In May, John Deere announced its PowerTech PVX and PSX 9.0 litre engines received certification for Interim Tier 4 and the European equivalent Stage IIIB emissions standards. Interim Tier 4 regulations will come into force in North America in January, 2011, for engines above 174 horsepower.
The PowerTech engines stick with cooled exhaust gas recirculation (CEGR) and variable geometry turbocharger (VGT) technology to meet the lower emissions levels. The standards require a 90 per cent reduction in particulate matter (PM) and a 50 per cent reduction in NOx (nitrogen oxide) over the current Tier 3 regulations.
The decision to stay with CEGR and VGT as long as possible shouldn’t come as any surprise; it’s a design the company has publicly favoured for some time. “We believe our chosen technology path provides the best value for Interim Tier 4,” said Doug Laudick, product planning manager for John Deere Power Systems (JDPS). The company originally introduced its CEGR and VGT engine design in 2005.
“The PowerTech PVX and PSX 9.0L engines have already gone through the customer equivalent of nearly 200,000 hours of testing. Field and lab testing continues to ensure the final product will meet the unique requirements expected from off-highway diesel engines,” added Laudick.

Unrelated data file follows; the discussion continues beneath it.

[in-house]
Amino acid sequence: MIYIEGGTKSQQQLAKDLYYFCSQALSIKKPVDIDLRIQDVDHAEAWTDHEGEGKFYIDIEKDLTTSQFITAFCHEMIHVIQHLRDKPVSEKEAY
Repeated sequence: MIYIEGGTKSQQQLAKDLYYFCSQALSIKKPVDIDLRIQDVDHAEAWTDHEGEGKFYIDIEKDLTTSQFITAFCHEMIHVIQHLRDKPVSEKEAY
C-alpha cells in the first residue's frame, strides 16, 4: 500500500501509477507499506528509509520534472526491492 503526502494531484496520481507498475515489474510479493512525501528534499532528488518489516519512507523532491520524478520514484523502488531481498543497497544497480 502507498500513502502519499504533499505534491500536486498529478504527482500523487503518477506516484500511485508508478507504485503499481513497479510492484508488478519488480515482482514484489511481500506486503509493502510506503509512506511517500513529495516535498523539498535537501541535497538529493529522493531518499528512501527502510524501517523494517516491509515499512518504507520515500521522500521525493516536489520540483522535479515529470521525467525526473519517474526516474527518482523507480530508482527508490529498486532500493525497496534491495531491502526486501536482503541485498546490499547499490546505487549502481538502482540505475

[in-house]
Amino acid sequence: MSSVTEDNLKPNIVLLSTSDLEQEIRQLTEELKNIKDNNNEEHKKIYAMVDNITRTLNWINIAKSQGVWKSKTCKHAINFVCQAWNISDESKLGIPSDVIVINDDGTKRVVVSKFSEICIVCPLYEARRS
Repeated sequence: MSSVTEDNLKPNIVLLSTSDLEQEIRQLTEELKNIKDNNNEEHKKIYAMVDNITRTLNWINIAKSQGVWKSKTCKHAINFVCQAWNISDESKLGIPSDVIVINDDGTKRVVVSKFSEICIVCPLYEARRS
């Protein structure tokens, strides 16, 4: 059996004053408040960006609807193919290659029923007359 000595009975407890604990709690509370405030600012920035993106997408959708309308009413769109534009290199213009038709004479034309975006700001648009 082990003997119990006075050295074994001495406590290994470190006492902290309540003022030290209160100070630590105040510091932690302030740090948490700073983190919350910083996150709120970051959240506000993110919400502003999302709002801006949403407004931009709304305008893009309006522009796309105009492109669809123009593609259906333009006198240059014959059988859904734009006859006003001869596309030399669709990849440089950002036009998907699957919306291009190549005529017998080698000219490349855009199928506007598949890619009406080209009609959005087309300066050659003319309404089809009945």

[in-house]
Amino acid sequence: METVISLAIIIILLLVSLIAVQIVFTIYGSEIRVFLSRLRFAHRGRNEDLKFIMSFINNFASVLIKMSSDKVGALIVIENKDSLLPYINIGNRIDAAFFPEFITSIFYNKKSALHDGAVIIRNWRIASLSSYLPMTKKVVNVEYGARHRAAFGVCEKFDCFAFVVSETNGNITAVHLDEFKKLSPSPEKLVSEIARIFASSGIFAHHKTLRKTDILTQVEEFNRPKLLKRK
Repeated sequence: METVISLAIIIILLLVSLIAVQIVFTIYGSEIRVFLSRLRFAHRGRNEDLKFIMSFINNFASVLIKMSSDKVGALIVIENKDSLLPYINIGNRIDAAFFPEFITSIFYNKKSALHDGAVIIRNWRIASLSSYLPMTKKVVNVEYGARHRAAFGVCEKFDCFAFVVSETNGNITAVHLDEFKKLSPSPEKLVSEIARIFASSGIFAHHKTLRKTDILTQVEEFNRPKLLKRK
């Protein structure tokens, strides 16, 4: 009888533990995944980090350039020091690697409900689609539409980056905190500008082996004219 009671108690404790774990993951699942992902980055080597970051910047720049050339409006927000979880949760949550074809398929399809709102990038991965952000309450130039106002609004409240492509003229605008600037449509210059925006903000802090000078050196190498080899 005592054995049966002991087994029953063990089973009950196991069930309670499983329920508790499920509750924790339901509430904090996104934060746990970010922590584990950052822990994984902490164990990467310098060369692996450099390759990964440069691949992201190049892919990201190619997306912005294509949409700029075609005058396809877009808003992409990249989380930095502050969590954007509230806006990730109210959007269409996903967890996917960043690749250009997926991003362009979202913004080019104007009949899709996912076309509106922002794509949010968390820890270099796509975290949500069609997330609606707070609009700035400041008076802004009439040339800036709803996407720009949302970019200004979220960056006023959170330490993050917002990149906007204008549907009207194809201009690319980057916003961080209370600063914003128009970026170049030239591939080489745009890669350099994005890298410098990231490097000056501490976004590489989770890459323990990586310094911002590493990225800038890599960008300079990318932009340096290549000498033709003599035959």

The new Interim Tier 4-compliant Deere engines began rolling off the assembly line last month, well ahead of the January deadline.
The company continues to shy away from selective catalytic reduction (SCR) in its engine designs, although several corporate spokesmen have admitted meeting the last step in emissions regulations, Final Tier 4, may not be possible without out it.
“For Interim Tier 4 we’re not only looking at fuel economy we’re taking into consideration total fluid consumption,” said Brian Brown, manager of worldwide marketing for JDPS. SCR requires the use of a urea-based fluid that is burned in the exhaust stream after combustion to reduce NOx and PM. That means an additional cost for operators.
However, companies that have already adopted SCR maintain the cost of the additional fluid is offset, at least in part, by the fuel efficiency it allows them to build into engines.
Engines 175 horsepower and above must in full compliance with final Tier 4 emissions standards by the end of 2014.
Scott Garvey is machinery editor for Grainews